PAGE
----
The same reaction comes upon me when I see Buddha heads being sold as house ornaments in interior decorating shops. It might be tantalising for some observers to market or trivialise such images as exotic curiosities, while ignoring the centuries of religious and cultural significance that underpin such depictions. There is a line that must be drawn between appreciation and disrespect, and all too often it is easily ignored for the sake of amusement.
An tight, expectant buzz hung over Telok Ayer Street this New Year’s afternoon–which also happened to be the eleventh day of the eleventh lunar month in the Chinese calendar and the date on which the newly-refurbished Singapore Yu Huang Gong Temple of Heavenly Jade Emperor was to be opened to the public. The 170-year-old monument, having recently been renamed and having completed her facelift in December, seemed to take on a regal demeanour that day as she sat before the crowds above a table laden with offerings to numerous deities. Her door, festooned with an opulent red ribbon, was closed, only to be opened on very special occassions. Taoist priests in their flowing blue and black robes mingled with and slid in between special guests in white Chinese tops as well as ordinary on-lookers, engaged in a frenzy of activity as greetings and signals were exchanged before the start of the temple’s official consecration to the fiftieth anniversary of modern Singapore’s independence.
At the emcees’ announcement of the first phase of the ceremony, there was a collective perking-up of the assembly. Spectators (and some priests) brandishing cameras and smartphones surged towards the other end of the street as a cacophony of cymbals and drums erupted onto the road. Lions in bright hues of yellow, green and orange made a collective series of bows to the side gates before bounding away with wild energy, while a red-and-white dragon followed with vigorous cartwheels in his never-ending chase of his pearl. Soon after, they stilled, to make way for the procession of priests standing at attention to perform the rites that would bestow good luck upon the temple.
Solemnly, silently, the procession of priests and musicians in their colourful, resplendent garments proceeded to the end of the road where the lion dancers had gone. At an almost imperceptible signal they started their slow march towards the main gate of the temple, each step as measured as the next. Seeing them, next to the on-lookers with all their vestiges of modernity, made me consciously aware of the mingling of old and new, tradition and progress, that underpins the essence of this island and yet continues to give strength to the veins of Chinese tradition that seemed to run through the members of the procession that day.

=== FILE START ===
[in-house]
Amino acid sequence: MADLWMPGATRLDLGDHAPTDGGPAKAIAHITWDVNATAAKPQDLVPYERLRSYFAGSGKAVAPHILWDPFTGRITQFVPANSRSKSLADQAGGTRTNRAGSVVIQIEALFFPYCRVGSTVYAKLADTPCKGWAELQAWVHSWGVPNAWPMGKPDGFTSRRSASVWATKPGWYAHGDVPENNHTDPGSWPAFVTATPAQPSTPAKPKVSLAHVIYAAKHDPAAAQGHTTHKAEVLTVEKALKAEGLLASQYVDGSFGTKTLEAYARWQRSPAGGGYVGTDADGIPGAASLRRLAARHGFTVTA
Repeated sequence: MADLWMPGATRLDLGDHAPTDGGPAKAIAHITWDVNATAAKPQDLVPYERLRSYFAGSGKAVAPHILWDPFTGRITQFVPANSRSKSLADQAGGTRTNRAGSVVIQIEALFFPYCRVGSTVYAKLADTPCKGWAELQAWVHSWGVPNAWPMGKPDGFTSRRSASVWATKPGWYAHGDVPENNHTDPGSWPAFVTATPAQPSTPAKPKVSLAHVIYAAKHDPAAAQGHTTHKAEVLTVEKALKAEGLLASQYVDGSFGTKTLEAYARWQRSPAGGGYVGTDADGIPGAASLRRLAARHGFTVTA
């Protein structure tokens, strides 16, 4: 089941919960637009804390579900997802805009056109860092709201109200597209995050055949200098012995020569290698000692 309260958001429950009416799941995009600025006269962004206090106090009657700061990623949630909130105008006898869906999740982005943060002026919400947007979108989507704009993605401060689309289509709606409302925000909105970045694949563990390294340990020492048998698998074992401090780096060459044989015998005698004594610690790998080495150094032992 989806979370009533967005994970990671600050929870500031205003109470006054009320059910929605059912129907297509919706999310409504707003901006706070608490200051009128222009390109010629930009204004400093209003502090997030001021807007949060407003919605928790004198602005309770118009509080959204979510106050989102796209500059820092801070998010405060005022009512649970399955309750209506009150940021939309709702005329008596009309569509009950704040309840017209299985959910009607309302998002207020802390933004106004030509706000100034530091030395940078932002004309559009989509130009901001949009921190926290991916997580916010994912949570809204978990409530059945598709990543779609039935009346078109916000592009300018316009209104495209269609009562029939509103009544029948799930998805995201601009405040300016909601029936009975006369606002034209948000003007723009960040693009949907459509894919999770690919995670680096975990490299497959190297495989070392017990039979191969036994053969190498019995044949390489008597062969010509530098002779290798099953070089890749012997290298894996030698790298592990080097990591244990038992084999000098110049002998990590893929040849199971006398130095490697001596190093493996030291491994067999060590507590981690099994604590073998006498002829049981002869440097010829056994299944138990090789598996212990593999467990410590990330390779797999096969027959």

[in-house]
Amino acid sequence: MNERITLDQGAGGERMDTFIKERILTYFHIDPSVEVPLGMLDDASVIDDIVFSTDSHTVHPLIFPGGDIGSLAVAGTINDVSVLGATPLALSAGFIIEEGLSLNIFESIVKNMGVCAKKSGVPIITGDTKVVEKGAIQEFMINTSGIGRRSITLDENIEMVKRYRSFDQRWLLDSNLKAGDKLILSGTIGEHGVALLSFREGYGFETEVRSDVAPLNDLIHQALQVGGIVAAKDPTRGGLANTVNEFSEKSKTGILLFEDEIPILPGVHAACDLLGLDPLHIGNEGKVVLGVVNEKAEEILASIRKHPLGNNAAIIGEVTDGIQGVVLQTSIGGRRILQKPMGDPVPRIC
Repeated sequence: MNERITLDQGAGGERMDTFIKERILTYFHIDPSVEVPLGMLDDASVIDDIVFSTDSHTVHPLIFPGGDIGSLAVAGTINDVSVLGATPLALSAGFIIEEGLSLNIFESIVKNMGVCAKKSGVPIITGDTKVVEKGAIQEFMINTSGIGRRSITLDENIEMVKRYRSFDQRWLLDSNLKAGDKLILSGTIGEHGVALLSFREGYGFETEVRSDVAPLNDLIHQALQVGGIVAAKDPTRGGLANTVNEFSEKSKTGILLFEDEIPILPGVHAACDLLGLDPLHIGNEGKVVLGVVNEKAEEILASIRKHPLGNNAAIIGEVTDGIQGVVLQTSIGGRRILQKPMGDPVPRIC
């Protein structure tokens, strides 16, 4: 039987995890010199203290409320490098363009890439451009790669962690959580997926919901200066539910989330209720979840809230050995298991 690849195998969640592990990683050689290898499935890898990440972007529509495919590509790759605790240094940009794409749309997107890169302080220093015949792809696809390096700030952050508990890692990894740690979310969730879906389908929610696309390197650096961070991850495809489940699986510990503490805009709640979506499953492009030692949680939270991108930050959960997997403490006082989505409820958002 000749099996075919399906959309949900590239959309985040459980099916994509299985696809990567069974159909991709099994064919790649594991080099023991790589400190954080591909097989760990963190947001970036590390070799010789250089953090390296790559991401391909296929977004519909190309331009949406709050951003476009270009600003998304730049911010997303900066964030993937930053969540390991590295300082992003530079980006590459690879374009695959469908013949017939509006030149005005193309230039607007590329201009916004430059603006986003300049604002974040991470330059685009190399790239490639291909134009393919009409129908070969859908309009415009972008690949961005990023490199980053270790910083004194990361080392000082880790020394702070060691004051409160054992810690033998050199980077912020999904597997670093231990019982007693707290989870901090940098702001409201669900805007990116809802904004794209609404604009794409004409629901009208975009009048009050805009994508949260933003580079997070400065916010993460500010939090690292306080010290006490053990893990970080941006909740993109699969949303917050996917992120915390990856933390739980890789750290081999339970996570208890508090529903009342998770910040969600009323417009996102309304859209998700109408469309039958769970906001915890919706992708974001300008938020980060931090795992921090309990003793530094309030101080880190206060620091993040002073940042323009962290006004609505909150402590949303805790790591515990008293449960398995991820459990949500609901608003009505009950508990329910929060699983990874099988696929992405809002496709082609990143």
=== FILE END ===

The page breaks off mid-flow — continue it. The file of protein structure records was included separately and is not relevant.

The procession reached the main gate of the temple. A taut silence ensued. With the same wordless grace, the members of the procession spread out as the five most senior priests in purple took their positions before the table of offerings. The musicians intoned a throaty chant to the beat of metal cymbals and a muyu (‘wooden fish’, a Chinese percussion instrument). The crowd watched breathlessly, some with palms placed together before their faces in deep reverence. The most eminent priests, denoted by the golden ornaments on their headpieces, raised long thick joss sticks billowing with smoke before their faces in moments of intense devotion, before leading the others in bowing and standing again in a show of respect to the gods. One of the priests received a rectangular wooden board from an attendant and held it out in front of him, his sleeves billowing on either side of him like the wings of a bird. He then proceeded to bless the temple in circular, waltzing steps. Perhaps, I thought, he was waltzing for the deities themselves.
Towards the end of the ceremony, a petition written on yellow paper and wrapped around a metal frame was burnt under the solemn gazes of the senior priests, sending wishes for prosperity skywards. I left that afternoon with the chorus of the procession ringing in my ears, and the pulse of tradition and religion brought alive by the ceremony feeling it was still pounding through my heart.